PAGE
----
Spores of fungus, Candida albicans

The long strands are the tubular filaments (hyphae) that have developed from the fungal spores. Yeast cells (rounded, yellow) are budding from the ends of the hyphae (red). Candida albicans causes the infection known as candidiasis which affects the moist mucous membranes of the body, such as skin folds, mouth, respiratory tract and vagina. Oral and vaginal conditions are known as thrush.

More about fungi

Food chain

The diagram illustrates the important role that microbes i.e. algae, cyanobacteria and the decomposers, play as primary producers and in the cycling of nutrients.

  1. Step 1: Photosynthesis

    Photosynthetic organisms like algae, cyanobacteria and plants are capable of using light energy which is trapped by chlorophyll, to convert carbon dioxide and water into oxygen and glucose (food). This process is called photosynthesis.

  2. Step 2: Primary producers

    Organisms that make their own food are called primary producers and are always at the start of the food chain.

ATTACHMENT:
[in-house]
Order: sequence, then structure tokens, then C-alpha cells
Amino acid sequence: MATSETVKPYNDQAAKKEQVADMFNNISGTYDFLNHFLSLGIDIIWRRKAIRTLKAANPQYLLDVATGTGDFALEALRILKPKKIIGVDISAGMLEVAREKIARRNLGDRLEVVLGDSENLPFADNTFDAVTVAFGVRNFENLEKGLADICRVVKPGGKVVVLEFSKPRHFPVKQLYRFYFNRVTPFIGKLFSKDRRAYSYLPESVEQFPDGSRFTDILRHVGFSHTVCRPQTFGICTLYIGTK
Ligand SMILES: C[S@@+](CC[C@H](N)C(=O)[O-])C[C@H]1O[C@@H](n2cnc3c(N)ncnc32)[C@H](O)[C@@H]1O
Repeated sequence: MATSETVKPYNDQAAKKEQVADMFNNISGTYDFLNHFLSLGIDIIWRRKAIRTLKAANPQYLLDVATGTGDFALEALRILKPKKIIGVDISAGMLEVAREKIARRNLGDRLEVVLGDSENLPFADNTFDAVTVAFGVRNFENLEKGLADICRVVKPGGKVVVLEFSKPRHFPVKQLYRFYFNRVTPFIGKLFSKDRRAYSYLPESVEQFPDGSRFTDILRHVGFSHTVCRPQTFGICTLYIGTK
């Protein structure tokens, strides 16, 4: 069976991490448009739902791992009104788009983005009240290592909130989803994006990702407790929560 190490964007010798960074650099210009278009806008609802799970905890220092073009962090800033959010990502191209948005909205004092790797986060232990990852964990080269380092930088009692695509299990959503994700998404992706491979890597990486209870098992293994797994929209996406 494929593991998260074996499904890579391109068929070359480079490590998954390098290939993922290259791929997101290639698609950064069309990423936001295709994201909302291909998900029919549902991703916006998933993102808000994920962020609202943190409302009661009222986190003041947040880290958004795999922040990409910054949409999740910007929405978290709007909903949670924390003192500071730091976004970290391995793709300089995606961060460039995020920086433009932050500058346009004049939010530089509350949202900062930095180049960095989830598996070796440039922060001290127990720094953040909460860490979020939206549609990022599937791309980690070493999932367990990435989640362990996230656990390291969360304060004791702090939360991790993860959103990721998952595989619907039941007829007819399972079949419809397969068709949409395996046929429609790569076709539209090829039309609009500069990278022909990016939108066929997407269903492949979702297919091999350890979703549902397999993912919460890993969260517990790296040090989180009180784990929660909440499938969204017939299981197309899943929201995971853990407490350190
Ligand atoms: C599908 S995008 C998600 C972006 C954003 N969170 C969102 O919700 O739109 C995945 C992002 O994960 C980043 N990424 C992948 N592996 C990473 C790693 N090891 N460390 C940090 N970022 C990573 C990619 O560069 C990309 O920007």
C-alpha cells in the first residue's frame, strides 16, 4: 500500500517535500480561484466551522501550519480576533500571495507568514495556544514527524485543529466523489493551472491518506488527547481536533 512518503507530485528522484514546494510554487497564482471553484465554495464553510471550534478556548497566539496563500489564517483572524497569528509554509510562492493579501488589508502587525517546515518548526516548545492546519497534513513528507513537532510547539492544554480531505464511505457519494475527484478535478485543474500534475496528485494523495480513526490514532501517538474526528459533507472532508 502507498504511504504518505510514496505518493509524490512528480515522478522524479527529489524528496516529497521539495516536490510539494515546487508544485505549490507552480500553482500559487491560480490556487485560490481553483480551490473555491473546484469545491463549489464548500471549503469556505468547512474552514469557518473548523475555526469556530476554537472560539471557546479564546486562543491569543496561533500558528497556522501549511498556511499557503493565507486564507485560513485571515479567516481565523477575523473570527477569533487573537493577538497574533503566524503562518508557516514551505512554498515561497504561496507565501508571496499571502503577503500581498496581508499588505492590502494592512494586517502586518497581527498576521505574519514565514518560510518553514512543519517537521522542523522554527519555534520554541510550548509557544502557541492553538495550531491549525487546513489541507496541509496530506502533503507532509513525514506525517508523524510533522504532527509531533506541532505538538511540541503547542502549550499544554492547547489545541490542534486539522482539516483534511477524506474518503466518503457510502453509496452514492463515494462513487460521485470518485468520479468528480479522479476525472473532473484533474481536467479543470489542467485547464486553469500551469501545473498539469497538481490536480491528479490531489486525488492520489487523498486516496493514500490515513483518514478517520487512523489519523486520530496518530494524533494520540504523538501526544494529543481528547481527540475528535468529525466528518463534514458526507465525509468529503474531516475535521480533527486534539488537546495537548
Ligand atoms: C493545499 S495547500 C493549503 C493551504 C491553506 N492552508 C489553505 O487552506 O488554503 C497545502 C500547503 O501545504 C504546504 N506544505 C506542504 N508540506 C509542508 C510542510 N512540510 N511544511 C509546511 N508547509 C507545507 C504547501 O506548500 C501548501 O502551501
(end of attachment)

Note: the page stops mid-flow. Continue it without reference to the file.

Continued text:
Animals and micro-organisms like fungi and bacteria get energy and nutrients by eating other plants, animals and microbes.

  3. Step 3: Aerobic respiration

    Organisms release energy from food (glucose), as well as carbon dioxide and water in the process of aerobic respiration. This energy is used to do the work needed to keep cells and organisms alive. Aerobic respiration requires oxygen.

  4. Step 4: Decomposition

    The decomposers (fungi and soil bacteria) obtain their energy and nutrients from the dead bodies and waste products of other organisms. As dead bodies and waste products break down, they release essential nutrients into the soil.

Green algae and cyanobacteria are found at the beginning of the food chain. They are known as primary producers because they make their own food.

Back to top